Brazil Vale expects fertilizer market to rebound

27 February 2014 22:30 Source:ICIS News

HOUSTON (ICIS)--Brazilian mining company Vale said on Thursday that despite 2013 being challenging for the fertilizer industry, it is optimistic the market is posed to rebound.

Moreover, the domestic market still holds promise for the company, Vale said.

Speaking during a Q4 2013 earning conference call, company officials said there has mainly been an issue with rising fertilizer supplies and falling demand. The company expects the addition of new operations at its plants will help lower its costs and improve its margins in Brazil for 2014.

“It was a very tough year in 2013. There was big disruptions in demand, the devaluation of the rupee made it very difficult for the Indian markets to retain and remain a big importer of fertilizers throughout the year. And also they had some inventory. So we saw one of the biggest players in the market exiting,” said Roger Downey, Vale executive officer for fertilizers.

“What happened is that we have lot of those tons built in the market, they all came to Brazil. Brazil is still presenting a lot of growth. Brazil is being applied by every fertilizer producer in the world as the growth market. So it’s natural that whenever you have changes in the environment like that, that Brazil is going to be hit hard.”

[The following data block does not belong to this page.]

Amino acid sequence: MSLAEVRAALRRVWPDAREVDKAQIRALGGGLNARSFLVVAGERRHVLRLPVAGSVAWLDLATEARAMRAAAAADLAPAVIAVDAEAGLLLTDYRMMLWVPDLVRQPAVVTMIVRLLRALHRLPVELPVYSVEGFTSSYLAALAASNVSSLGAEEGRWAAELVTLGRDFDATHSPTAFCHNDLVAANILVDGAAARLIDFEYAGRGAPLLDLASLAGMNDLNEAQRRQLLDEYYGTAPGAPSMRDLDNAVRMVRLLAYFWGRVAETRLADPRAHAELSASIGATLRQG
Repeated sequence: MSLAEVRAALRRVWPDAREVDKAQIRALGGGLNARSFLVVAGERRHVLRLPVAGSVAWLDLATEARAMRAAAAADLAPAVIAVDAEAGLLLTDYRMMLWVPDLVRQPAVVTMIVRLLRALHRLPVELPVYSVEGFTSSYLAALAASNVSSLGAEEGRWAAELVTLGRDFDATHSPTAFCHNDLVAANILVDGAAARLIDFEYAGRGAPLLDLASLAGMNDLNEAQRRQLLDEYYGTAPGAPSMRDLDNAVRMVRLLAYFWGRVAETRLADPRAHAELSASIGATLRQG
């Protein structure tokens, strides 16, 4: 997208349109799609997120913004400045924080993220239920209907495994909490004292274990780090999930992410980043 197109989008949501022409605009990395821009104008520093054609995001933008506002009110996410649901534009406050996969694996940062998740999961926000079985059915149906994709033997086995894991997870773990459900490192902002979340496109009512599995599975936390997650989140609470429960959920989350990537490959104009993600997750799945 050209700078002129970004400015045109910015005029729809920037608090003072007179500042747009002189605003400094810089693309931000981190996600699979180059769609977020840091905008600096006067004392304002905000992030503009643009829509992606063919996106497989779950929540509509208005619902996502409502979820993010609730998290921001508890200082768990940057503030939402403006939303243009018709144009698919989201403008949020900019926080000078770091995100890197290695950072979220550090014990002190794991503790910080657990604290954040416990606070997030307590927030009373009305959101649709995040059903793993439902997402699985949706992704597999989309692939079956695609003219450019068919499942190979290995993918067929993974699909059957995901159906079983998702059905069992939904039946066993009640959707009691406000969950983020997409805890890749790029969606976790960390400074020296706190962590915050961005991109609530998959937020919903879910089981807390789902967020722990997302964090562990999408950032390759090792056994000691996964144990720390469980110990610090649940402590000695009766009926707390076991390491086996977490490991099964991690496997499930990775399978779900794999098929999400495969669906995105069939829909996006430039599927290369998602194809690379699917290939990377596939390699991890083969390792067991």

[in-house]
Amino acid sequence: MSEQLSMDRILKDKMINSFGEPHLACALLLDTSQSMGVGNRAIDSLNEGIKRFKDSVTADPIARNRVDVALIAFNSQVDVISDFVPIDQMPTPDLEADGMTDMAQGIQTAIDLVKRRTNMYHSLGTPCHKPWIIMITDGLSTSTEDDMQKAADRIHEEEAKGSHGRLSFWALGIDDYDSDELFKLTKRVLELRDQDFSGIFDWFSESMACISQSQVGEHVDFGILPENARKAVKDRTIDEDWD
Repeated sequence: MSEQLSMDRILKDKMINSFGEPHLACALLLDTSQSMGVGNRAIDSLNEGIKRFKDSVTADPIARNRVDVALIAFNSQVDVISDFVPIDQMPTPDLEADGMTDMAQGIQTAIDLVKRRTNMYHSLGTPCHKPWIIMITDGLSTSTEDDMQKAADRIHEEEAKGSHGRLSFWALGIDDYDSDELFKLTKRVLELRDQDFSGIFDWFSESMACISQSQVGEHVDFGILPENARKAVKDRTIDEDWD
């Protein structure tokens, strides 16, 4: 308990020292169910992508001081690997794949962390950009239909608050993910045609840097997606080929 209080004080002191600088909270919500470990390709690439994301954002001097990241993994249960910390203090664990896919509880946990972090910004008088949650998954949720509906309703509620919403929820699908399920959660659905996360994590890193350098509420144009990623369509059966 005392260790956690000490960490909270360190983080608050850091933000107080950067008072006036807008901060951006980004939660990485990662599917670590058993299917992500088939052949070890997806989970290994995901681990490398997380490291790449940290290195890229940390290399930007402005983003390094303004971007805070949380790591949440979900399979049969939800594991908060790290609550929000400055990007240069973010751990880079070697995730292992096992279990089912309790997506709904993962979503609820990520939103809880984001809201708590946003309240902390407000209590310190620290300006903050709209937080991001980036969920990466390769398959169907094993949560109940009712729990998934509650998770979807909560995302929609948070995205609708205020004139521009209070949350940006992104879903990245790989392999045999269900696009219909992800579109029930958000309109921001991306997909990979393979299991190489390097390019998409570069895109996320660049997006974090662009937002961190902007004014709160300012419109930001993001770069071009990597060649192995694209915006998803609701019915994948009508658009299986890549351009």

Downey said the company saw very aggressive pricing, especially on behalf of Asian suppliers, with single superphosphate (SSP) prices as low as $120- $130/ton in Brazil. He said Vale is relying on its rock deposits in Brazil and that is making the fertilizer segment more cost competitive.

“What we will see is certainly some improvements in our cost competitiveness. We should also see further improvement in markets and things are looking little better. We’ve already seen the MAP [monoammonium phosphate] prices, which normally are leading indicators as to where phosphate prices are going, have an improvement there, which means that we can be optimistic about where the fertilizer industry is going this year,” Downey said.

He said, in terms of potash, there has been a big disruption in the market structure dating back to last summer. However, early indications are that the market is starting to strive back to a more typical structure and forecast.

By Mark Milam